Overall Objectives
Research Program
Software and Platforms
New Results
Bilateral Contracts and Grants with Industry
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Section: New Results

Formal Verification of Static Analysis

Participants : Sandrine Blazy, Martin Bodin, Thomas Jensen, Vincent Laporte, André Oliveira Maroneze, David Pichardie, Alan Schmitt.

Static analyzers based on abstract interpretation are complex pieces of software implementing delicate algorithms. Even if static analysis techniques are well understood, their implementation on real languages is still error-prone.

Using the Coq proof assistant, we formalized of a value analysis (based on abstract interpretation), and a soundness proof of the value analysis. The formalization relies on generic interfaces. The mechanized proof is facilitated by a translation validation of a Bourdoncle fixpoint iterator. The work has been integrated into the CompCert verified C-compiler. Our verified analysis directly operates over an intermediate language of the compiler having the same expressiveness as C. The automatic extraction of our value analysis into OCaml yields a program with competitive results, obtained from experiments on a number of benchmarks and comparisons with the Frama-C tool [21] . The value analysis was applied to a loop bound estimation tool for WCET analysis [22] relying also on program slicing and loop bound calculation.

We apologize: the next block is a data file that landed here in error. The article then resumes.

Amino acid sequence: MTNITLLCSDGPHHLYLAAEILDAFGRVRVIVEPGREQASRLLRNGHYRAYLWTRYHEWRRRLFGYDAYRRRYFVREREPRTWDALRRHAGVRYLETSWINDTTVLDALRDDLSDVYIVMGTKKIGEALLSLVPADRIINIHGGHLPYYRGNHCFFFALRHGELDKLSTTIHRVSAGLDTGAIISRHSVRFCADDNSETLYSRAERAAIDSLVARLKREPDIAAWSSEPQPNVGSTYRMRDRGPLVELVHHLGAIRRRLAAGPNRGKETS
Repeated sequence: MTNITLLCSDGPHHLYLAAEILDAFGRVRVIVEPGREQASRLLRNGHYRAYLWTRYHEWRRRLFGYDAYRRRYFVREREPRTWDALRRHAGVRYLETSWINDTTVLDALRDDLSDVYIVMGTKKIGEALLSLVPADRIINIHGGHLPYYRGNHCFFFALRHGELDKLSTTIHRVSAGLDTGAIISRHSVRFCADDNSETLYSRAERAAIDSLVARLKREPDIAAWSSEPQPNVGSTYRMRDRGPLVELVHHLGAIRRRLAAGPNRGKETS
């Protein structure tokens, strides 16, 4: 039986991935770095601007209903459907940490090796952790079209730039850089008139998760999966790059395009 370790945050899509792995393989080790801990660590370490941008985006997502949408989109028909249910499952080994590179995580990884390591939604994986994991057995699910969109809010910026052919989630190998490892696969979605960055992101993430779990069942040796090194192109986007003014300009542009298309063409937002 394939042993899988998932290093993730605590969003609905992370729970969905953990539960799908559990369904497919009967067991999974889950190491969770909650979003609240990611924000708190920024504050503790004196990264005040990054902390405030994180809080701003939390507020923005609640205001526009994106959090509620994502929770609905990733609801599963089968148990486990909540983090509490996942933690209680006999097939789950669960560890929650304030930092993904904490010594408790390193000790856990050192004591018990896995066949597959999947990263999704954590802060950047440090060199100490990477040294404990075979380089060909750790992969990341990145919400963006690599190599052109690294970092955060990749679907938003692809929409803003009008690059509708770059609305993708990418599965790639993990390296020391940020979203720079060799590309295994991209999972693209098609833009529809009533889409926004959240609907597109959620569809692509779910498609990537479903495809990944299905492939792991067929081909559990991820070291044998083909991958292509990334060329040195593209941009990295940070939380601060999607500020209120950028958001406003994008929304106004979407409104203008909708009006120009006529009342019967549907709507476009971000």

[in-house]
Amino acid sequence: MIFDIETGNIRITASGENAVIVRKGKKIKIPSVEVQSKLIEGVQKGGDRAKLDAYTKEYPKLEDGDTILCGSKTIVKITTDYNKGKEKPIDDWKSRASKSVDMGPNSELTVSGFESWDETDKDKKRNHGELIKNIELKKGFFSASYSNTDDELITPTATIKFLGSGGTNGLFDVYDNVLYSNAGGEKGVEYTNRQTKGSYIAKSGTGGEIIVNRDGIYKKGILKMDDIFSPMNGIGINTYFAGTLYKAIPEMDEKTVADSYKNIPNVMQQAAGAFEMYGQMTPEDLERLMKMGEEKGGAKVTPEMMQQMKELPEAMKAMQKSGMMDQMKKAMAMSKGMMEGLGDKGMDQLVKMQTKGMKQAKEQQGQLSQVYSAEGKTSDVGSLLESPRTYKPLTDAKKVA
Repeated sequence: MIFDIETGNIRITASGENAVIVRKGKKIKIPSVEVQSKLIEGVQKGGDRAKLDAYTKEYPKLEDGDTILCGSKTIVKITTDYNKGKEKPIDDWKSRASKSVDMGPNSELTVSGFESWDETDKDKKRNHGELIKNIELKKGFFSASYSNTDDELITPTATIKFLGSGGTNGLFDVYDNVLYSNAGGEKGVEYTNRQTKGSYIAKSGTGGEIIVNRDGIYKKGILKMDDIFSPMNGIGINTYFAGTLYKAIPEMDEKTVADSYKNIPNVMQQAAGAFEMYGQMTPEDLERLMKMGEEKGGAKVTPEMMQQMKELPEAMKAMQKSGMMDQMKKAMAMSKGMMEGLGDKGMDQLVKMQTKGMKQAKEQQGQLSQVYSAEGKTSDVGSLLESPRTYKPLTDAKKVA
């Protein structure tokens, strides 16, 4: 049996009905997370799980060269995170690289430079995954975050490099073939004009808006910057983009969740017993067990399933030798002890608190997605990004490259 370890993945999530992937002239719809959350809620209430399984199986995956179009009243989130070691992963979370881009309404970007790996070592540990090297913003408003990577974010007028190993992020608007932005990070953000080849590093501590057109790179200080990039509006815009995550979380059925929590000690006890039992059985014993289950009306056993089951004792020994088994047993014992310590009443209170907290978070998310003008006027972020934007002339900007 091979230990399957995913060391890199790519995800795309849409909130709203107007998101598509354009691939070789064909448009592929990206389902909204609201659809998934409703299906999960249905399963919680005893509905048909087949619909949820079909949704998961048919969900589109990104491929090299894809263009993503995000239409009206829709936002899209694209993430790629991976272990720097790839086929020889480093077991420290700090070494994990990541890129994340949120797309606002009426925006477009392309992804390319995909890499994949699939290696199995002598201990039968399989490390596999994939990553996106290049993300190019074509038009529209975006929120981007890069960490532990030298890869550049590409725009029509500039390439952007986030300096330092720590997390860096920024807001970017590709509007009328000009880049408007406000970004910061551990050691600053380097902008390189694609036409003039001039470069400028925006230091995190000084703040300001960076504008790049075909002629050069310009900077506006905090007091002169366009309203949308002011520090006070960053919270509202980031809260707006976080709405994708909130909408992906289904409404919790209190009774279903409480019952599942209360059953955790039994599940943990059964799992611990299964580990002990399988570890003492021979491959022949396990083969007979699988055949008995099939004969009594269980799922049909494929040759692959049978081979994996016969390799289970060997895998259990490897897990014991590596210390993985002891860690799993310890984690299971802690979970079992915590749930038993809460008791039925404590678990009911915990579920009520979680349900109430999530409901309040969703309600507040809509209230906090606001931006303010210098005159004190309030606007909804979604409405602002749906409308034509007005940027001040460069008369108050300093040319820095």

Moreover, we formalized static analyses for logic programming, relying on results about the relative correctness of semantics in different styles; forward and backward, top-down and bottom-up. The results chosen are paradigmatic of the kind of correctness theorems that semantic analyses rely on and are therefore well-suited to explore the possibilities afforded by the application of interactive theorem provers to this task, as well as the difficulties likely to be encountered in the endeavour [29] .

We also study the development of certified information flow analyses based on a formal semantics of JavaScript. We have in particular presented a technique for deriving semantic program analyses from a natural semantics specification of the programming language. The technique is based on the pretty-big-step semantics approach applied to a language with simple objects called O'While. We have specified a series of instrumentations of the semantics that makes explicit the flows of values in a program. This leads to a semantics-based dependency analysis, at the core, e.g., of tainting or information flow analyses in software security [32] .